UPDATED: NBC‘s Chicago Fire planted spinoff has cast Tania Raymonde (Lost) and Scott Eastwood, son of Clint Eastwood. As we first reported, the Dick Wolf-produced firefighter drama is eying a spinoff series, a cop drama about the Chicago Police Department, which is being developed by Chicago Fire creators/executive producers Derek Haas and Michael Brandt, executive producer Matt Olmstead and executive producer Wolf, whose company Wolf Films produces Chicago Fire with Universal TV. The potential spinoff is being introduced in the Chicago Fire‘s first season finale directed by Joe Chappelle. As reported by TVLine, Raymonde and Eastwood have been cast in the finale as new characters, police officers named Nicole and Jim, respectively. It is still unclear which Chicago Fire actors may transfer to the spinoff series. Chicago Fire‘s recurring cast includes Chicago PD Detective Antonio Dawson, played by Jon Seda, who is considered a likely potential co-star for the new project.
Game Of Thrones‘ Natalie Dormer has been tapped for a key arc on another freshman drama, CBS’ Sherlock Holmes procedural Elementary. In a three-episode stint, building to Elementary‘s two-hour season finale, The Tudors alumna Dormer will play Sherlock Holmes’ former lover, Irene Adler, whose name has been frequently evoked on the show as a key to Holmes’ past. Irene … Read More »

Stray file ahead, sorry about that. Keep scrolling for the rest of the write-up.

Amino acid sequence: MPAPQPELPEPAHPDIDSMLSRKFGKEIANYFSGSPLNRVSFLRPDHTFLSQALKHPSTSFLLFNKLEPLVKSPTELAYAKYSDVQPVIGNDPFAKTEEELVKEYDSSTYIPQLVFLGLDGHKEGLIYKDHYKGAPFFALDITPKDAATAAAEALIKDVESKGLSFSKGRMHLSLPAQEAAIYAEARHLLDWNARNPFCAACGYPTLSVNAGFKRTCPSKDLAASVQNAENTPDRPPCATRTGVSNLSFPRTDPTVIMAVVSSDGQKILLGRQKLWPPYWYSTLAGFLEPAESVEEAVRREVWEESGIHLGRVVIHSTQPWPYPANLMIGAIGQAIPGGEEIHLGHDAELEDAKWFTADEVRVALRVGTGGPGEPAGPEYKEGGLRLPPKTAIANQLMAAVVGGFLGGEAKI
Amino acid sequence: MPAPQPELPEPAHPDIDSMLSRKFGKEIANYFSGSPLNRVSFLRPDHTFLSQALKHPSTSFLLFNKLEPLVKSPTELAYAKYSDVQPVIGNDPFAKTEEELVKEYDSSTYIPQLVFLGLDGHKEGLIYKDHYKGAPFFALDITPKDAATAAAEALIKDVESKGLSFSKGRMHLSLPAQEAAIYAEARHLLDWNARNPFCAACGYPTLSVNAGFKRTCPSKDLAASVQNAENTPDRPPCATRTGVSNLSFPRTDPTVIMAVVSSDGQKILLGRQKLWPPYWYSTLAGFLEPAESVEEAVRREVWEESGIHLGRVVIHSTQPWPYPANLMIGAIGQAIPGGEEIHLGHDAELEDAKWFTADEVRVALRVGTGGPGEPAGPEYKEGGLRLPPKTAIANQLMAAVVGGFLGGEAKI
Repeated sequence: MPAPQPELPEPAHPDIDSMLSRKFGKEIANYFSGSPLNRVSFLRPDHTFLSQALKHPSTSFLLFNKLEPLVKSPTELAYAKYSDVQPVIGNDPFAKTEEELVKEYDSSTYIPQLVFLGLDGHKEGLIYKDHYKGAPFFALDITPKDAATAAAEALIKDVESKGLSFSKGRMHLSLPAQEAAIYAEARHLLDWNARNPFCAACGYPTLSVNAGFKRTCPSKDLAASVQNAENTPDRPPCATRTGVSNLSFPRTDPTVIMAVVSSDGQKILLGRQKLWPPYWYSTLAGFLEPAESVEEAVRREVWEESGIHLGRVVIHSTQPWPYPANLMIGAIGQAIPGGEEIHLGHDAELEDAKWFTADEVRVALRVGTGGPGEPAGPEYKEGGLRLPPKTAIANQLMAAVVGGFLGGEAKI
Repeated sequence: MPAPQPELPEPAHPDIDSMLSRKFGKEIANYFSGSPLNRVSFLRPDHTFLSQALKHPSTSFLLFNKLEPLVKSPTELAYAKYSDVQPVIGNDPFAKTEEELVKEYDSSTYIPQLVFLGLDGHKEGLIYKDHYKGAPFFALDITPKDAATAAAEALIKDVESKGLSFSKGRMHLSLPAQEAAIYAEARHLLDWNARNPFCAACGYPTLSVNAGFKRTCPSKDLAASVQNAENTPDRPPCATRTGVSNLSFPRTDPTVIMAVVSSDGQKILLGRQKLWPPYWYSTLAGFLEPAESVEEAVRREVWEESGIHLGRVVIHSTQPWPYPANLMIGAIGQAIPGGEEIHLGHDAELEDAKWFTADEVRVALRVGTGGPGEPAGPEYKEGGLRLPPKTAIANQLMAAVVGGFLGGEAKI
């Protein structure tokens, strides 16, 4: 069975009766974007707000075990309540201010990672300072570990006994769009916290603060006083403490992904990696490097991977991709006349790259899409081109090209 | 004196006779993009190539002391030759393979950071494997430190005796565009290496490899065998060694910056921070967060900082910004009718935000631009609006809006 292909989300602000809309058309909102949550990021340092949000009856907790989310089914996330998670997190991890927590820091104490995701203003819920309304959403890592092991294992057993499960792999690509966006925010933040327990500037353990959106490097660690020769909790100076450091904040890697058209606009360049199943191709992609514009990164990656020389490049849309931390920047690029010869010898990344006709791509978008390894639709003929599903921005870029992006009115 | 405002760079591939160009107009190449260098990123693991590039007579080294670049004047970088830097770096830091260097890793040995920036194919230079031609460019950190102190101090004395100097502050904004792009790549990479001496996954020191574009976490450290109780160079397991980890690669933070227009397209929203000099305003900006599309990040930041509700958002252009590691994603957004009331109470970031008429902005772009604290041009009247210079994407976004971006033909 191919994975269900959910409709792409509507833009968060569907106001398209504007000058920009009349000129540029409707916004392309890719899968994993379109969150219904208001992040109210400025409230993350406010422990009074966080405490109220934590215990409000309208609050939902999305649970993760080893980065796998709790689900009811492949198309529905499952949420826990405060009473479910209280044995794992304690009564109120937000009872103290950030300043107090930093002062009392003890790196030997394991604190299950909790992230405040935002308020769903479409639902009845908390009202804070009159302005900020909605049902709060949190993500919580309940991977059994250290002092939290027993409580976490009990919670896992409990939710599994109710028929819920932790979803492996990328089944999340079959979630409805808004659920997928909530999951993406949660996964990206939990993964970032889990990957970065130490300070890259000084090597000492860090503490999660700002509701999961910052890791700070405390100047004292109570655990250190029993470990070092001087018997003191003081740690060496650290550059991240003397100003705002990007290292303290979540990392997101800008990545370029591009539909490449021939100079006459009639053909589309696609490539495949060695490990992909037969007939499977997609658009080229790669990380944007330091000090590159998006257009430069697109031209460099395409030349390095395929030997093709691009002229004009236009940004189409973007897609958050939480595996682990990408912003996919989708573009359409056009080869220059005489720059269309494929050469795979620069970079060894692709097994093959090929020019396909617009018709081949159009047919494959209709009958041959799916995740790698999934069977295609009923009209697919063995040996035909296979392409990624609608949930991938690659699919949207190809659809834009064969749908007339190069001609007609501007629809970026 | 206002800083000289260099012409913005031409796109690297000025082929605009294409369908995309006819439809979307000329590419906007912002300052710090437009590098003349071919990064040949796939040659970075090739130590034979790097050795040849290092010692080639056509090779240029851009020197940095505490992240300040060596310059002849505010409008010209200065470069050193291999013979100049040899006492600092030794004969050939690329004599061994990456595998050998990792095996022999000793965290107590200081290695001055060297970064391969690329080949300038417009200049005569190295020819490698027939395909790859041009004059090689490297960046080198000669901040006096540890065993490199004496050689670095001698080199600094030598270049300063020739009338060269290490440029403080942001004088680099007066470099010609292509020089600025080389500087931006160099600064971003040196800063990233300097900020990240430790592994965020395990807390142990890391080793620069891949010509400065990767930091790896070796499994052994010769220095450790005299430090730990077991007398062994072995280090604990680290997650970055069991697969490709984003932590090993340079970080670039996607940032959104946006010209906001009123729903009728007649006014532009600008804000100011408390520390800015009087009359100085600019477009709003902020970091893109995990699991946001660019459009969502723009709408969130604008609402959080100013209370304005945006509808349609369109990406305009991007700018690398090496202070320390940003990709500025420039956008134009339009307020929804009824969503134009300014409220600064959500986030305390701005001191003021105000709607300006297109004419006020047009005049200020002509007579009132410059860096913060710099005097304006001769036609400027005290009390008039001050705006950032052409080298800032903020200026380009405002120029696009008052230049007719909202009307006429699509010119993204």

BBC drama controller Ben Stephenson and Piv Bernth, head of drama at Danish broadcaster DR, home of the original The Killing and The Bridge, shared their views on co-productions this morning in Cannes. The duo, who each work for public broadcasters, also touched on dealing with U.S. partners and the courage of their convictions. Scandinavia is a hot spot for drama, but Bernth says she only gets 4% of DR’s budget for drama so she’s “working with all kinds of different partners” and “trying to keep our feet on the ground.” She also confirmed that Killing creator Soren Sveistrup is working on a project for Cinemax, which he’ll present to the network within the next month.